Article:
The idea was introduced in the 1990s by James Moore as a new concept in strategic planning. It has since taken on a life of its own, largely driven by the early adoption of technology firms.
What makes the idea profound is that it suggests a new way of organizing economic activity—other than the construct of a firm and an industry. It represents an imperative to think completely differently about strategy.
Why business ecosystems matter?
Their importance has increased dramatically over the last few years, leaving many asking: why now?
Many talk about the impact of digital, which certainly plays a role. But digital is enabling and accelerating the shift, not causing it. The deeper reason has less to do with technology and more to do with economy.
The nature of the firm and, as a result, its structure and that of the industry, is to minimize transaction costs. The term “transactions” encompasses a wide range of activities needed to source, produce, distribute and sell goods and services, together with the administration and coordination required to undertake them efficiently.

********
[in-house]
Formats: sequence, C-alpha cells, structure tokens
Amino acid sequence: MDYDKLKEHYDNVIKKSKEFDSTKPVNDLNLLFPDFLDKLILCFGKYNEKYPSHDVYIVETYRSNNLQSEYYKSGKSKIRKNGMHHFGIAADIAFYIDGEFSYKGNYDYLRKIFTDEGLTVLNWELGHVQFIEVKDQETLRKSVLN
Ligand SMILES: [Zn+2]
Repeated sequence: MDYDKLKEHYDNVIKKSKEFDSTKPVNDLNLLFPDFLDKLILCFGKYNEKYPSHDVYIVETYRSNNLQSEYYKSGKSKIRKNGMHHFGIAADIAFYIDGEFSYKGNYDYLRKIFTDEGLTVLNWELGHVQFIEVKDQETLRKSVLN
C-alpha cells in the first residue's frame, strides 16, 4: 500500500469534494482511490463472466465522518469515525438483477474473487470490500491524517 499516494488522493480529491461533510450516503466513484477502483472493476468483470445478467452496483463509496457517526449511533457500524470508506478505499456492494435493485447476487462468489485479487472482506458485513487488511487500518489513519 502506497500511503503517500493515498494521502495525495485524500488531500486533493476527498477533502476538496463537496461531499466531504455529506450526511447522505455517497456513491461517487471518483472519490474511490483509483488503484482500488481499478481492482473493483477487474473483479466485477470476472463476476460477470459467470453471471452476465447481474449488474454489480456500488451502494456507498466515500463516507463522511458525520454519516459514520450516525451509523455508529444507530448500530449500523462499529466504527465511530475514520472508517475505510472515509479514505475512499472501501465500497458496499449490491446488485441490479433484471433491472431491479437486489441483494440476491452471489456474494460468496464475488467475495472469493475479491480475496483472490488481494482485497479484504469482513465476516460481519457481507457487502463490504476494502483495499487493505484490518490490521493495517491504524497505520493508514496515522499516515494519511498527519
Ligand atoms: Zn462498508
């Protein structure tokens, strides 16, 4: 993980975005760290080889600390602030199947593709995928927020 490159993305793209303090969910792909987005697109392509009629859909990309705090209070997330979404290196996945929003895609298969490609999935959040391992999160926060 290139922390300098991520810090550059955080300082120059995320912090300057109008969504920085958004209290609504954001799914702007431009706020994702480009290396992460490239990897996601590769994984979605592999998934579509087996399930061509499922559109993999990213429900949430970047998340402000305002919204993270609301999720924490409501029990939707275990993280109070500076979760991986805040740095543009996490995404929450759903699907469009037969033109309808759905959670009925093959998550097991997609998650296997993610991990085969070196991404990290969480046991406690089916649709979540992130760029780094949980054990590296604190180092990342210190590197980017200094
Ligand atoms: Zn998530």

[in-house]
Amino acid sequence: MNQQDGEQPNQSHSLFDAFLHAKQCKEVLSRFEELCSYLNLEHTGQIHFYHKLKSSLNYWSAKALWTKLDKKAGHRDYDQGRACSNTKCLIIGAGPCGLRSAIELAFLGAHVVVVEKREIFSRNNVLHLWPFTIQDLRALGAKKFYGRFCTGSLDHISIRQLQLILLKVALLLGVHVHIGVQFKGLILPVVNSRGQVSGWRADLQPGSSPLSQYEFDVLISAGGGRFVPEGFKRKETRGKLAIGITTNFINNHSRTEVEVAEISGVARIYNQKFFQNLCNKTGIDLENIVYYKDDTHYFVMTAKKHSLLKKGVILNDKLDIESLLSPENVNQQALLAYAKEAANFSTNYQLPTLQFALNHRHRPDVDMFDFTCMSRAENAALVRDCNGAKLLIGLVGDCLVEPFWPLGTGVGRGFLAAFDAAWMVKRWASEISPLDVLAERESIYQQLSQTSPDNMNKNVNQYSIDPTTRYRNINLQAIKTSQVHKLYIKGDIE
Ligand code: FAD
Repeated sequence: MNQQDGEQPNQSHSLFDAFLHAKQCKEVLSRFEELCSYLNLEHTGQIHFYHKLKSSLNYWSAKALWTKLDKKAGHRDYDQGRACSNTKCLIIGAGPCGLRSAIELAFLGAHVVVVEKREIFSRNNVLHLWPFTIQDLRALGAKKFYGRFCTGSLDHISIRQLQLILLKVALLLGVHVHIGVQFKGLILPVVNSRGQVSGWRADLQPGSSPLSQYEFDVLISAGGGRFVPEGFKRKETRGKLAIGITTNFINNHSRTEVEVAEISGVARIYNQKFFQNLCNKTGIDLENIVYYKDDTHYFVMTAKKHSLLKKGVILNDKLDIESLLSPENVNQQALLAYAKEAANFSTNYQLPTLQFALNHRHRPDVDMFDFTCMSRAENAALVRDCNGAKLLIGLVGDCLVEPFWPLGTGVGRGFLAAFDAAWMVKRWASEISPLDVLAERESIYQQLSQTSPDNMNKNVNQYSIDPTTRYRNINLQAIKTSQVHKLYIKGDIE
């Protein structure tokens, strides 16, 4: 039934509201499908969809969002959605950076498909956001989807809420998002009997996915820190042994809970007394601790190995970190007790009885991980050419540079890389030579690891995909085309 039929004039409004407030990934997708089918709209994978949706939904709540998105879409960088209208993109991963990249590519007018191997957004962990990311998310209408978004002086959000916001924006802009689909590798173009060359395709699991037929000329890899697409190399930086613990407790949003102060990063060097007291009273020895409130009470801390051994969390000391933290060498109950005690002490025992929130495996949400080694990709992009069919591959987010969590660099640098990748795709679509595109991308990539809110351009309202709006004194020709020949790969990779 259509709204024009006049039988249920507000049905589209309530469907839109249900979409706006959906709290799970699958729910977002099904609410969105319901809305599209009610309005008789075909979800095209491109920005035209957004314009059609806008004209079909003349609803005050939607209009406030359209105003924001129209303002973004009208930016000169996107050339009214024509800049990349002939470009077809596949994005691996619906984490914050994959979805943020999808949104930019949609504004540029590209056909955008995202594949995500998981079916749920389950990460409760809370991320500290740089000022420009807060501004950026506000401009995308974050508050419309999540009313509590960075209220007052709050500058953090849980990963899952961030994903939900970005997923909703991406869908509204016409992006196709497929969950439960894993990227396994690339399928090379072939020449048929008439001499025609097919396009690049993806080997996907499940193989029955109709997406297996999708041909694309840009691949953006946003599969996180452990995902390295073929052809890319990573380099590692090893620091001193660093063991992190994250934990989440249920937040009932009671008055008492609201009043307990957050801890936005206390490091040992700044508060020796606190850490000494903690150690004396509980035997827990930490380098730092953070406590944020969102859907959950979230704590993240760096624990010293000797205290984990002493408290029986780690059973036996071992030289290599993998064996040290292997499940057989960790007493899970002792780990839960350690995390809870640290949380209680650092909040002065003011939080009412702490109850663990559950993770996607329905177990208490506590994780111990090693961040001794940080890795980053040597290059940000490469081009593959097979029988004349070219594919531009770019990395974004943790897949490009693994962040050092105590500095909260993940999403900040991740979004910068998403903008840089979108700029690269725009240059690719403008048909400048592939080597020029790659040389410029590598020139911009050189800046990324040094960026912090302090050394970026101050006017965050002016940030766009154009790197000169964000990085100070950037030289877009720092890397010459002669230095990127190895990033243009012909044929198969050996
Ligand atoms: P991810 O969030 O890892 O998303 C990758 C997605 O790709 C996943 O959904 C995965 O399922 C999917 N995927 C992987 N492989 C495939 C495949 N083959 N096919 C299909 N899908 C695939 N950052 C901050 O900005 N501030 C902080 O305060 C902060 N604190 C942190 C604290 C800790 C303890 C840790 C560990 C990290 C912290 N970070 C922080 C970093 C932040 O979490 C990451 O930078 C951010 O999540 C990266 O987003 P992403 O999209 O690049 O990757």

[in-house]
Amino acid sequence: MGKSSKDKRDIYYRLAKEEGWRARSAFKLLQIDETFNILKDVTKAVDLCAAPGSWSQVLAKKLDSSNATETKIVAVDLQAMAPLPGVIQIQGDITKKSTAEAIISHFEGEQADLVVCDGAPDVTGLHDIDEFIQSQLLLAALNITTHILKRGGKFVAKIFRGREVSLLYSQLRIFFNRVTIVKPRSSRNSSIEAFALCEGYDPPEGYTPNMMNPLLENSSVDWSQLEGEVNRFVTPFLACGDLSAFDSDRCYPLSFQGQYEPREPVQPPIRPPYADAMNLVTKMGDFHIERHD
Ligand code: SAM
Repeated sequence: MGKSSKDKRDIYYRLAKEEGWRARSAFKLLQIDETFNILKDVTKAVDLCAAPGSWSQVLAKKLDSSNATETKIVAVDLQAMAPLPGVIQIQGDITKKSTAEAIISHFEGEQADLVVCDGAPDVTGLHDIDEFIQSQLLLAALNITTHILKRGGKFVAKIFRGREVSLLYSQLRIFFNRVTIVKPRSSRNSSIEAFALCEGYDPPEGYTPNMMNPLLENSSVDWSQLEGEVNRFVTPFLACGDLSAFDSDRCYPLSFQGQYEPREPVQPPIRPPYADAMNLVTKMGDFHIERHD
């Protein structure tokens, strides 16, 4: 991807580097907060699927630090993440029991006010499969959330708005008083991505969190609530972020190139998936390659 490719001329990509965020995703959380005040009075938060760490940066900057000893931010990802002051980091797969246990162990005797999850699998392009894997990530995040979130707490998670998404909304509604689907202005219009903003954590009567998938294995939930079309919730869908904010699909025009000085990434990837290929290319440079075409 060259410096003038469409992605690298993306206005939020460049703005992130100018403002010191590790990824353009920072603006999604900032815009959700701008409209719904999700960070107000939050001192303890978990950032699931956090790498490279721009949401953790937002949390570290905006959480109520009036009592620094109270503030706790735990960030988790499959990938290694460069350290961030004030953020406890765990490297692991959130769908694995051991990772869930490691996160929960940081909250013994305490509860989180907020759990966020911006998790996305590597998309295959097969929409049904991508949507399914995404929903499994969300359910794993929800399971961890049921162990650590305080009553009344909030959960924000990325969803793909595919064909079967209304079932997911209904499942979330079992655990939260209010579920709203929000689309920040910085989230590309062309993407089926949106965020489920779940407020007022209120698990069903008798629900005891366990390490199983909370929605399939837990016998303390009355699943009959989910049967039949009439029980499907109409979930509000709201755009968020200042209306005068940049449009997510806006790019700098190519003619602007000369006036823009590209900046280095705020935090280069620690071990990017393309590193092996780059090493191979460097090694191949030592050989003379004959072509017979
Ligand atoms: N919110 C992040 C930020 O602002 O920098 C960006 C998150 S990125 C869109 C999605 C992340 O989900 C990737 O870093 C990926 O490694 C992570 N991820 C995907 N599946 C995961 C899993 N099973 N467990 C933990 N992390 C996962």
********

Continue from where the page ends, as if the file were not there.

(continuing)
When doing so becomes expensive and cumbersome, it makes more sense to conduct these activities within the firm — concentrating resources, owning the means of production, standardising processes, establishing value and supply chains, and developing the competencies needed to do the work as efficiently as possible.
Looking back, it is easy to see why organizing into firms has long been the most sensible thing to do.
It’s expensive to produce and distribute complex products at scale. It’s hard to orchestrate all of this activity efficiently, especially when the expertise needed to do so is rare.
Looking ahead, it’s clear this is no longer the case. Transaction costs for a surprising range of activities are dropping fast. This is where advances in digital technologies play an undeniable role.